To prevent discomfort caused by the outrigger 90, an optional outrigger cushion pad 110 may be attached to the outrigger 90 using a pad fastening material 250, which may include an adhesive, a tape such as Coban® tape, or any other suitable material. The cushion pad 110 (like the platform pad 51) may be composed of soft materials like sponges, cotton, polystyrene (PS), ethylene-vinyl acetate (EVA), or a Durafoam® pad (a closed-cell sponge composed of rubber and plastic foam).
To prevent flexion of one or both of the interphalangeal joints and to hold the individual's finger(s) in position relative to the outrigger 90, one or more finger extenders 200 may be attached to the outrigger 90 using a finger extender bridge 230. Attaching two finger extenders 200 on either side of the outrigger 90 provides a buddy-splinting configuration in which two adjacent fingers are secured together. The finger extender(s) 200 may be provided in the form of a finger splint, tube, brace, or an Oval-8 splint (a seamless, molded, plastic splint manufactured by 3 Point Products, Stevensville, Md.) The finger extender 200 may include a cradle or a warped circular saddle 210 supporting the palmar side of the individual's finger(s) and a half ring bridge 220 supporting the dorsal side of the individual's finger(s). Alternatively, the finger extender 205 may be provided without the half ring bridge 220,
To attach the finger extender(s) 200 to the outrigger 90, the finger extender bridge 230 may include a hole 231 through which the outrigger 90 may pass. The finger extender bridge 230 may be affixed to the outrigger 90 using materials such as string, adhesive, or thermoplastics such as Aquaplast® plastic (a hard, semi-rigid, resilient plastic made by WFR/Aquaplast Corporation and distributed by Sammons Preston), Aquaflex® plastic (splint casting material made by Roylan), or other suitable materials. For example, in addition to thermoplastics, chemical resins, epoxies, or irradiation plastics may be used. Other examples of suitable thermoplastic materials may include polyacrylates (acrylic), polyoxymethylene, polysulfone (PSU), polycarbonate (PC), and polyvinyl chloride (PVC). The finger extender(s) 200 may be slidably attached to the outrigger 90 to permit the finger extender(s) 200 to move along the outrigger 90 when the outrigger bends 90. In this regard, the outrigger 90 may be slid through the hole 231 in the finger extender bridge 230. To help prevent the finger extender(s) 200 from sliding off the distal end of the outrigger 90, a plastic or rubber stop 92 may be added to the distal tip of the outrigger 90. In addition for configurations of the dynamic extension splint 10 that have a plurality of finger extenders 200, it may be desirable to fix the finger extenders 200 together via a fastening material to improve their mechanical rigidity, such as Coban® tape (an elastic, self-adhesive tape made by Nexcare and 3M), a thermoplastic, or other fastening material.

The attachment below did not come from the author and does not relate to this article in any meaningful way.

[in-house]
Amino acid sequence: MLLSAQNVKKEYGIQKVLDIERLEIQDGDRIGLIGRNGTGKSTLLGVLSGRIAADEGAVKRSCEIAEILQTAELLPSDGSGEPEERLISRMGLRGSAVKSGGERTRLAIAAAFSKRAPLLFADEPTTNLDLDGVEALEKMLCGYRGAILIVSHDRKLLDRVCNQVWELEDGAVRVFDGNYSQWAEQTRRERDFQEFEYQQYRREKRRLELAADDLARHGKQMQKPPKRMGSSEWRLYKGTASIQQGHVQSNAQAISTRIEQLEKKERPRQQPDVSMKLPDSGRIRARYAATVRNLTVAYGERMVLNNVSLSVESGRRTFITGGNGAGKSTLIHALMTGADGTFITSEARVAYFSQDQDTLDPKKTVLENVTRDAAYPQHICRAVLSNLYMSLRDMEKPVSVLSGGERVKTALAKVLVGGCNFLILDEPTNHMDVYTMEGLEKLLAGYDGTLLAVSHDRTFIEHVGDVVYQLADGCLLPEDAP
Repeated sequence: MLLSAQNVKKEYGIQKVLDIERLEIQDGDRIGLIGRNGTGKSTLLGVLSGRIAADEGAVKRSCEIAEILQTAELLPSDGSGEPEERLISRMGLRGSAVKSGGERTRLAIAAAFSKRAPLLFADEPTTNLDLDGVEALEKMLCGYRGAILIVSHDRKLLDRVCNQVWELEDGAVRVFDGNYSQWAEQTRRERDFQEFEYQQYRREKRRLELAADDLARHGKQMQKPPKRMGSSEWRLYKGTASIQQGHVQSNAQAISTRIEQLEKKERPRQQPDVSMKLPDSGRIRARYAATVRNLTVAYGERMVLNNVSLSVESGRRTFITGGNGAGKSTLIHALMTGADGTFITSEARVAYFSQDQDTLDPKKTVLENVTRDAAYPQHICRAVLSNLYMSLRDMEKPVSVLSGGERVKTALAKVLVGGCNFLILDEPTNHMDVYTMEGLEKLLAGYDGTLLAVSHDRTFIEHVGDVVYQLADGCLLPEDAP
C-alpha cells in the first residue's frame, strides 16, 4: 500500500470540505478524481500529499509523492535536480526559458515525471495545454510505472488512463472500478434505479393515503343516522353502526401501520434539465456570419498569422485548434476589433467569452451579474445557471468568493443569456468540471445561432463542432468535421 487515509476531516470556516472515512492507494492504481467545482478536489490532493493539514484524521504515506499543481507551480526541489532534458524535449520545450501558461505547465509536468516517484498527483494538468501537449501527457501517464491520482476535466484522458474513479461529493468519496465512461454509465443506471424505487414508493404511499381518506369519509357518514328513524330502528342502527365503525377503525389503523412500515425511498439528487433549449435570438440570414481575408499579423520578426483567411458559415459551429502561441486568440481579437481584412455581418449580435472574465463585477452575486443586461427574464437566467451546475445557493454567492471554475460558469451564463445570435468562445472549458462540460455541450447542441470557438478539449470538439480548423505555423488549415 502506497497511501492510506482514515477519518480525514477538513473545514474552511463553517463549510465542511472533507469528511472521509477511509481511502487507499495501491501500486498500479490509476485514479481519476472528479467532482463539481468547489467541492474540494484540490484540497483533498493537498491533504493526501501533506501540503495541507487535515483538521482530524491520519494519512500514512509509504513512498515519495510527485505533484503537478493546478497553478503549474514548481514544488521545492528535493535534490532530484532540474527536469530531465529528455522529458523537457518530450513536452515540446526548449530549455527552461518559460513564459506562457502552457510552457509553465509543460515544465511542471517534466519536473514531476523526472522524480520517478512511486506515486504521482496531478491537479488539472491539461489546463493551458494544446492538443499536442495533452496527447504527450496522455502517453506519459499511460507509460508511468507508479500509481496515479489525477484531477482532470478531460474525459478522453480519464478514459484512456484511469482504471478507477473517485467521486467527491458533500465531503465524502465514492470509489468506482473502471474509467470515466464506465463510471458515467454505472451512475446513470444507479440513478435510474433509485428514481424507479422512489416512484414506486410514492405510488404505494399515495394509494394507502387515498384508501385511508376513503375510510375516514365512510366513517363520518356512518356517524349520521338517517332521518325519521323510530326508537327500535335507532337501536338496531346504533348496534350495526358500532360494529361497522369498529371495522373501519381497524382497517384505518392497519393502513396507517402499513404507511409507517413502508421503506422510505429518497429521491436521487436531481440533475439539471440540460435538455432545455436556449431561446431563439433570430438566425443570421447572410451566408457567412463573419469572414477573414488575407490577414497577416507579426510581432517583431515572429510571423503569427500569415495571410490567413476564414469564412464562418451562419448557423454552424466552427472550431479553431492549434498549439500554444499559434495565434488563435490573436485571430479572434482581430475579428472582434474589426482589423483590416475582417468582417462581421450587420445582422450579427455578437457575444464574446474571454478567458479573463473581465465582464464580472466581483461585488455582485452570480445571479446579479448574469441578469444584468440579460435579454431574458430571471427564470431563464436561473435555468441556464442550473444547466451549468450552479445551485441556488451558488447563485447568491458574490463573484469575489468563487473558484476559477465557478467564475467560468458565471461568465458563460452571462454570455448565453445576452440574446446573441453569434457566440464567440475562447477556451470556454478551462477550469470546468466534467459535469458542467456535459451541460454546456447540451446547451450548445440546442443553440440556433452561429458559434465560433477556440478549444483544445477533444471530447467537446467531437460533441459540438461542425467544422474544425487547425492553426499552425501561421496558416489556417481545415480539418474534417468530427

In use, when donning the dynamic extension splint 10, the individual opens the glove 20 by moving the thumb opening flap 31 away from the handwrap 40 (open position,
In the configuration shown in
A vertically oriented slit 365 is provided at the end of the housing 310 distal to the mounting arm 350 through which the outrigger rod 391 extends to permit the outrigger rod 391 to travel vertically in the slit 365. The slit 365 may be provided as part of the distal housing end 312 or may be provided as part of a cap 360 fitted onto the distal end 312 of the housing 310. To regulate the range of vertical motion of the outrigger rod 391, and thus the biasing force provided by the outrigger rod 391, a coil spring 320 is provided within the housing 310 and is wound around (or slid over) the guide wire 330. A tension adjustment screw 340 is provided at the end of the housing 310 proximate the mounting arm 350, with the shaft of the screw 340 extending internally to the housing 310. The internal end of the screw 340 contacts the end of the spring 320 furthest from the outrigger rod 391. As the screw 340 is rotated into the housing 310, the spring 320 is compressed and rides along the guide wire 330 to provide an upward directed force to bias the outrigger rod 391 towards the top of the housing 310,